Also, as Wilson notes, and a generation of court tests verify, a major challenge to religious toleration is an expansion in our understanding of the phenomena and communities we can rightfully list under the term “religion.” Few today would banish Hindu and Buddhist groups to the outer darkness. Some of the newer emergent religions have had to contest for the right to exist as religions. Newer non-theistic and human-centered faiths amply illustrate that religion can and does exist even without any acknowledgement of a deity or revealed truth.

Finally, Wilson also implicitly argues that our ignorance of the diversity which probably already exists in our neighborhood is itself a great barrier to the spread of toleration and the extension of religious freedom. We tend to appreciate the familiar and to find reasons to denigrate those who follow practices we find different and whose inner logic we do not comprehend. We find it easier to caricature another’s religious life than expend the energy to locate aspects of resonance and appreciation.

Thus this essay is offered by the Institute for the Study of American Religion as an initial orientation map to the world of religious expression that surrounds each one of us. It provides some badly needed non-judgmental handles with which we can begin to understand the nature of different religious groups and spiritual communities, even those not mentioned nor singled out for discussion by name below, be they old established churches or modern new faiths.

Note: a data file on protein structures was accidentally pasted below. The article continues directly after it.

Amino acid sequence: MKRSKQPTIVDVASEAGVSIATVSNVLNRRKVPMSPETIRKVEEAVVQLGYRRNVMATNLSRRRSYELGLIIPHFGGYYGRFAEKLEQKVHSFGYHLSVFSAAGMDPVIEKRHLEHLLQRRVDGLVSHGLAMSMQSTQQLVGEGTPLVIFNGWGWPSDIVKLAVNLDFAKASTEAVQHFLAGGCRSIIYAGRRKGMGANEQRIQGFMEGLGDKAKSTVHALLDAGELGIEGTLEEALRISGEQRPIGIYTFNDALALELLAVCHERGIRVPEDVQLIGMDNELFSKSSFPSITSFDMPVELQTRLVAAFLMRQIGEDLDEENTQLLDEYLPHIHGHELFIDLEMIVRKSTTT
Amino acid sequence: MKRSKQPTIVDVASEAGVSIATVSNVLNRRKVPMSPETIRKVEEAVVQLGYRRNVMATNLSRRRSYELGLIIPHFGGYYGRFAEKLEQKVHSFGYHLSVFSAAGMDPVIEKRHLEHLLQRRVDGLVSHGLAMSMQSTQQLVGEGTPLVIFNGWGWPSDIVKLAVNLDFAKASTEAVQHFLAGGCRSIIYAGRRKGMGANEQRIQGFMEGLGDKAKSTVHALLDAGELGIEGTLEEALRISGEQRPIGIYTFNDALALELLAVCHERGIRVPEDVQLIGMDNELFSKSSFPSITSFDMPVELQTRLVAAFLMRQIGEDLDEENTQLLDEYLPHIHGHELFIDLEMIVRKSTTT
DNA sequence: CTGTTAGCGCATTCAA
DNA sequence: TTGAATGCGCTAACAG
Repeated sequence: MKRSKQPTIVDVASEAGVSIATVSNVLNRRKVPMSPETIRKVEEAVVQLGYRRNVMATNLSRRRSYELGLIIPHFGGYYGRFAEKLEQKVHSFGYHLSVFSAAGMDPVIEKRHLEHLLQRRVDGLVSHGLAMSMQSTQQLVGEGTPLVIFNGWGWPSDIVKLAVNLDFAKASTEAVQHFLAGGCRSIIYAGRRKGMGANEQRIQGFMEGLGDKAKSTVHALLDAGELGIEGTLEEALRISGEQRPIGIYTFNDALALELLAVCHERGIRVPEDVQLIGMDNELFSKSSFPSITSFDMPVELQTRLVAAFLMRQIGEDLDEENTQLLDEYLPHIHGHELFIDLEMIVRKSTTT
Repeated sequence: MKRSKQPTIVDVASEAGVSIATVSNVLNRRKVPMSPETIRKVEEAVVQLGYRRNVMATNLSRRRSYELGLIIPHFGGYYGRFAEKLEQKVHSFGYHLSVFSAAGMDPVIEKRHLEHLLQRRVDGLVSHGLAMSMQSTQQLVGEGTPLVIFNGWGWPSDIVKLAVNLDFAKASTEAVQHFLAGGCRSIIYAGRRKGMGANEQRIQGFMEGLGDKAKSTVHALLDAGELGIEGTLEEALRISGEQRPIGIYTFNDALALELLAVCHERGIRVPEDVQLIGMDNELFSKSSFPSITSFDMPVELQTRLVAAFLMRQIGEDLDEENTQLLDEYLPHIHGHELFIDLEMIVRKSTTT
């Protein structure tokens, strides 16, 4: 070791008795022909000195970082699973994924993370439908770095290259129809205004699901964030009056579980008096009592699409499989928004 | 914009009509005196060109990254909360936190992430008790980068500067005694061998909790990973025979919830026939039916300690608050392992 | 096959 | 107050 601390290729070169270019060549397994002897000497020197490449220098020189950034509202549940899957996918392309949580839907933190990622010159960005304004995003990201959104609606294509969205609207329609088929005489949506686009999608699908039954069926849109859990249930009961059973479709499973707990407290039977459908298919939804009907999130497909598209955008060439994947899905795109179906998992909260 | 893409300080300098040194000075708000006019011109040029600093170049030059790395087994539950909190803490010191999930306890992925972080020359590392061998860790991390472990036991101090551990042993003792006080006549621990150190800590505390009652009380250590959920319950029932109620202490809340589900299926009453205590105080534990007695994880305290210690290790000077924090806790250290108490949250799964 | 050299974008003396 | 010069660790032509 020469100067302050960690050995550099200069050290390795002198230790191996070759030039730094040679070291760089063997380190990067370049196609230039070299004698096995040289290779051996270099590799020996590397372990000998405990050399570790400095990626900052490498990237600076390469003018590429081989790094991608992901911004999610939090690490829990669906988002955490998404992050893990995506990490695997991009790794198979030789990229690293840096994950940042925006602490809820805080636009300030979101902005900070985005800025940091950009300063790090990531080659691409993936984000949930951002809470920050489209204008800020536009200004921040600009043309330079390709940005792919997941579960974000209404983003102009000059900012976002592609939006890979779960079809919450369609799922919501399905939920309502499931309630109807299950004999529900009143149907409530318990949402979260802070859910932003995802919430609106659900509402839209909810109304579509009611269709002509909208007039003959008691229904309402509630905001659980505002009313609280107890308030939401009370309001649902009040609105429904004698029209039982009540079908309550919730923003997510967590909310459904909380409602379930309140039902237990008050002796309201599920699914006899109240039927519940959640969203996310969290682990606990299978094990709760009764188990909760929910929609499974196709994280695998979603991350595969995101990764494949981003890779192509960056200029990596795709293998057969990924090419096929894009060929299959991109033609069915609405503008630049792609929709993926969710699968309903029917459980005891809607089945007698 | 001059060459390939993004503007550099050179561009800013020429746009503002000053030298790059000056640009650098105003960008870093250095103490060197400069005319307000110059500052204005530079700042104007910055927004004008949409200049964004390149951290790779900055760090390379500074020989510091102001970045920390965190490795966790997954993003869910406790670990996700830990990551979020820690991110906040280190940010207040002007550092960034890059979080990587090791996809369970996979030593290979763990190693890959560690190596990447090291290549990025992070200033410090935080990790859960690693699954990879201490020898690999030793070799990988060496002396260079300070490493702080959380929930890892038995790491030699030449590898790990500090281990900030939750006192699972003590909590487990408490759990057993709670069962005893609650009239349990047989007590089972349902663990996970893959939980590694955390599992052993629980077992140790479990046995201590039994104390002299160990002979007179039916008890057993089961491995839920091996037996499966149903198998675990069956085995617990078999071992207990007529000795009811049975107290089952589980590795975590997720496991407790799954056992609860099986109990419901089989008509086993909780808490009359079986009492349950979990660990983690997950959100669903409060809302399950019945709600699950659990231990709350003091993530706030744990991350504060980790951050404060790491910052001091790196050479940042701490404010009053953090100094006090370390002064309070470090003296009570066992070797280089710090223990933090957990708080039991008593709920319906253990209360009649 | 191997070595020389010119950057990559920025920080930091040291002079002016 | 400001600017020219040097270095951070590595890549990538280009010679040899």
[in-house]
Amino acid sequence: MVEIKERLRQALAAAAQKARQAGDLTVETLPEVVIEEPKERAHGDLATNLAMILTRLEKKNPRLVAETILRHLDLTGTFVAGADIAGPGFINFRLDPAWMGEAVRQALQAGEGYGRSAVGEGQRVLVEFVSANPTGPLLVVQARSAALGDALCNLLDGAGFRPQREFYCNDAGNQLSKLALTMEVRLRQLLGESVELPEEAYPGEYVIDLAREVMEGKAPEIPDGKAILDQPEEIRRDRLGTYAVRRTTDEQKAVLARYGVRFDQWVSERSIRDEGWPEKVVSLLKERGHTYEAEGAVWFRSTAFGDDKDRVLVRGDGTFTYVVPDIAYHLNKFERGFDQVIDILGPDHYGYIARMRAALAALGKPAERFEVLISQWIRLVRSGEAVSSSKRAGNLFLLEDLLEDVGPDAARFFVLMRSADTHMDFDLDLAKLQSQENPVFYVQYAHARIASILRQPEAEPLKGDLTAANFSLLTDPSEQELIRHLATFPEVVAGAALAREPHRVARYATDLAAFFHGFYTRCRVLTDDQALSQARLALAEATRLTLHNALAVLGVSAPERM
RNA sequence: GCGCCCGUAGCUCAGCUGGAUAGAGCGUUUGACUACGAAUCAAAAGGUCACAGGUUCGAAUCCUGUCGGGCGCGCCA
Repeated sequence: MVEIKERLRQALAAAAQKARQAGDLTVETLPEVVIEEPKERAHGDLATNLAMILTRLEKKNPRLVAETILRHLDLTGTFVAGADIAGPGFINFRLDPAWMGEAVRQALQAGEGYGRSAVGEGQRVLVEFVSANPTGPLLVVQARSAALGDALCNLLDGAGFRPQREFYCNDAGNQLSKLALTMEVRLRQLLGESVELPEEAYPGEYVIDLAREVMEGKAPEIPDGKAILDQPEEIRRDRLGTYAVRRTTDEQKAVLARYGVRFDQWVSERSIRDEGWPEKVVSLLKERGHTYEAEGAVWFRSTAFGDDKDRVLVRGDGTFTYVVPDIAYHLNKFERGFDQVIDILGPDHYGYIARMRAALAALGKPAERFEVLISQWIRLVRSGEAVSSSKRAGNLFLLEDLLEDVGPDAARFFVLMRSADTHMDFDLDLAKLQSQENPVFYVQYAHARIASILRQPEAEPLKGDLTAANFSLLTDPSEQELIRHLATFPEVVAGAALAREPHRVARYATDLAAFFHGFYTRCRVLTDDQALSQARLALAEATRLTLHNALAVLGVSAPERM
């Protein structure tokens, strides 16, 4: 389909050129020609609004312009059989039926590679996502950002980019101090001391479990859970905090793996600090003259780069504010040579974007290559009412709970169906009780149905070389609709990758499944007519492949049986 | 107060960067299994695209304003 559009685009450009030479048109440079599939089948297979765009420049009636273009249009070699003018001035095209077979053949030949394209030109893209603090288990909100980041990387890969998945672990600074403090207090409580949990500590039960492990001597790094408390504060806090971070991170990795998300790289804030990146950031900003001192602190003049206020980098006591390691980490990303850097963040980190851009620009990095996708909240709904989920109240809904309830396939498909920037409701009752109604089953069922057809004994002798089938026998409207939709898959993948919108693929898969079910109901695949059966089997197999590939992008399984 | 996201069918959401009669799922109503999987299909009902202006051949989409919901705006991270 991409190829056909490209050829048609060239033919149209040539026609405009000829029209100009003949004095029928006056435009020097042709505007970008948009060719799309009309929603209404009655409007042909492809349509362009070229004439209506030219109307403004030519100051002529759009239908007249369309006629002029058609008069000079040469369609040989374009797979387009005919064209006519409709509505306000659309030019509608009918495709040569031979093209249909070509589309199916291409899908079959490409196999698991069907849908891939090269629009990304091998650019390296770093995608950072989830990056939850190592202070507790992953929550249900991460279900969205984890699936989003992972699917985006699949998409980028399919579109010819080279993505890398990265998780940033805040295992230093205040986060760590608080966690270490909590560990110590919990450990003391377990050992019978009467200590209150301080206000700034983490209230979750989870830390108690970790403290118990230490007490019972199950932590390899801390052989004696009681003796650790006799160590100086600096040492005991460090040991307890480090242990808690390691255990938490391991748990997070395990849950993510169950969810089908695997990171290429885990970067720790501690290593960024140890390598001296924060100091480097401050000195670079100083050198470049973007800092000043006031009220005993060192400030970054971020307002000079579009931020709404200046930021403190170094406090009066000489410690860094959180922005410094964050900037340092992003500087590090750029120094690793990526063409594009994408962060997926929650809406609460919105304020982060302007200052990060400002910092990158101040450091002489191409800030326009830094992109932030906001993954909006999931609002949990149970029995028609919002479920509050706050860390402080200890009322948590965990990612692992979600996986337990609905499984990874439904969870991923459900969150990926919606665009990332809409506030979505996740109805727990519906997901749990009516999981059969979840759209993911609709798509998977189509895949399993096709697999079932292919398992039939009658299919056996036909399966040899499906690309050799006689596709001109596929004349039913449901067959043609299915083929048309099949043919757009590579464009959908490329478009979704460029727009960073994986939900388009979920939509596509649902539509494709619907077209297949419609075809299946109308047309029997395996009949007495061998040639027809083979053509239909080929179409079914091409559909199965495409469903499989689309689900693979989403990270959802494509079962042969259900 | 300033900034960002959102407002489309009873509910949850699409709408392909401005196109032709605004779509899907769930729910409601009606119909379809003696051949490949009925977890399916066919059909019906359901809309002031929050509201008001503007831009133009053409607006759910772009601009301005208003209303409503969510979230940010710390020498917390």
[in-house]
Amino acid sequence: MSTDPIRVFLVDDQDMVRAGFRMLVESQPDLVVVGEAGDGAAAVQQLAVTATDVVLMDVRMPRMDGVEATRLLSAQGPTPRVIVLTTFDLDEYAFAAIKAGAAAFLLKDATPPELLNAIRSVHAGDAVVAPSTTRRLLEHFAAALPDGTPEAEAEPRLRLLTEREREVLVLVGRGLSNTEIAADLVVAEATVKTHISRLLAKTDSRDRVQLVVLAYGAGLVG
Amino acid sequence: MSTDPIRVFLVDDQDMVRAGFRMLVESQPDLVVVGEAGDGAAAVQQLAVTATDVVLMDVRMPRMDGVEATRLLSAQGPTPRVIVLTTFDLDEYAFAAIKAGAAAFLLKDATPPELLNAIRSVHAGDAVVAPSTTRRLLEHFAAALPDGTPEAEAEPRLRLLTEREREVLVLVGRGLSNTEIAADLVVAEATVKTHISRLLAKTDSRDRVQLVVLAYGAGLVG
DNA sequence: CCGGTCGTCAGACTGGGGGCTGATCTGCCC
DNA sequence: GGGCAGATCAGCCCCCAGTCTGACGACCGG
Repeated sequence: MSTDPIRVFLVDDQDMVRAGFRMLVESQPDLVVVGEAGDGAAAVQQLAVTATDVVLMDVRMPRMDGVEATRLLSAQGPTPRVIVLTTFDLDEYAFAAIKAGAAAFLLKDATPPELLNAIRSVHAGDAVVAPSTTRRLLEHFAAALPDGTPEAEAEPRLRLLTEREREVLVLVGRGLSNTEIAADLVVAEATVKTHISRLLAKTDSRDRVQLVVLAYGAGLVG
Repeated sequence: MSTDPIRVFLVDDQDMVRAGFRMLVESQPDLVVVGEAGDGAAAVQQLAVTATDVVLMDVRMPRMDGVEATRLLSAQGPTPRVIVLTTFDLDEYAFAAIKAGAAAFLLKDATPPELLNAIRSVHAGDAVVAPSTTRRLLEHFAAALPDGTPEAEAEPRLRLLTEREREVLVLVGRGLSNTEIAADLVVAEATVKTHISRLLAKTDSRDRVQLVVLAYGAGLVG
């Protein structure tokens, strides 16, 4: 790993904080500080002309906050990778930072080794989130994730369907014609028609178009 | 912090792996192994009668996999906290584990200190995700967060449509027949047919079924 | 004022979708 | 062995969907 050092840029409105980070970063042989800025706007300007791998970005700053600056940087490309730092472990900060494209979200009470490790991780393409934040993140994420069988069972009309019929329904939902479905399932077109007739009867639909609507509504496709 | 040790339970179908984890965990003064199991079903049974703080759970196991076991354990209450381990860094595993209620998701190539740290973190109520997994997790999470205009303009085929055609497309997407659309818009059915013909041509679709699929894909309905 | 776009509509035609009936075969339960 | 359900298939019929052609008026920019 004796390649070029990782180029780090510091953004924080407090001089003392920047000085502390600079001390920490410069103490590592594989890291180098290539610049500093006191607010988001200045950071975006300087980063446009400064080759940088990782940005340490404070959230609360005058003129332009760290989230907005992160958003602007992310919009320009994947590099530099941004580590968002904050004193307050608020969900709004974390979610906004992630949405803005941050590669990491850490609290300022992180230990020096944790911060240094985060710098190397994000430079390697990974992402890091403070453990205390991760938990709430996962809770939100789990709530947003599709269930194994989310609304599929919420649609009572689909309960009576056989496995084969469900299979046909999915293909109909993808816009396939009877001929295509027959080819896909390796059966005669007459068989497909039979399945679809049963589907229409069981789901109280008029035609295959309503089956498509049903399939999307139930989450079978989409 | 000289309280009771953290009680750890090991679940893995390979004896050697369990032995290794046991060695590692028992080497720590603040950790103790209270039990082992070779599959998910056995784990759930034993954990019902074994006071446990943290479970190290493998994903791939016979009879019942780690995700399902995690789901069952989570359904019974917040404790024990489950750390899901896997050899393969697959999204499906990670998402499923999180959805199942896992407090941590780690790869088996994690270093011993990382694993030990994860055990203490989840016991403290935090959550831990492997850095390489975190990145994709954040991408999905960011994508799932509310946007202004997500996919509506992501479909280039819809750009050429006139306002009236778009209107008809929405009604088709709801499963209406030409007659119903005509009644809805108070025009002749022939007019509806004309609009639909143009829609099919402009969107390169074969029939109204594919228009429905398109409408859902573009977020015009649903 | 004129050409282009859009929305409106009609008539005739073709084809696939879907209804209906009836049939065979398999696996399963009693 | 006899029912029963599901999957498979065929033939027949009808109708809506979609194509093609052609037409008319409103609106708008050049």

J. Gordon Melton
Institute for the Study of American Religion
May 1995

The Institute for the Study of American Religion was founded in 1969 as a research facility on religious groups and organizations in North America. In the 1990s, as some consensus on the integration of our knowledge on new religions has occurred, it has extended its area of concern to Europe, Africa and Asia. It supports the American Religious Collection at the Davidson Library of the University of California-Santa Barbara and publishes a variety of reference books and scholarly monographs on different religious groups and phenomena.

I. Human Rights & Religious Freedom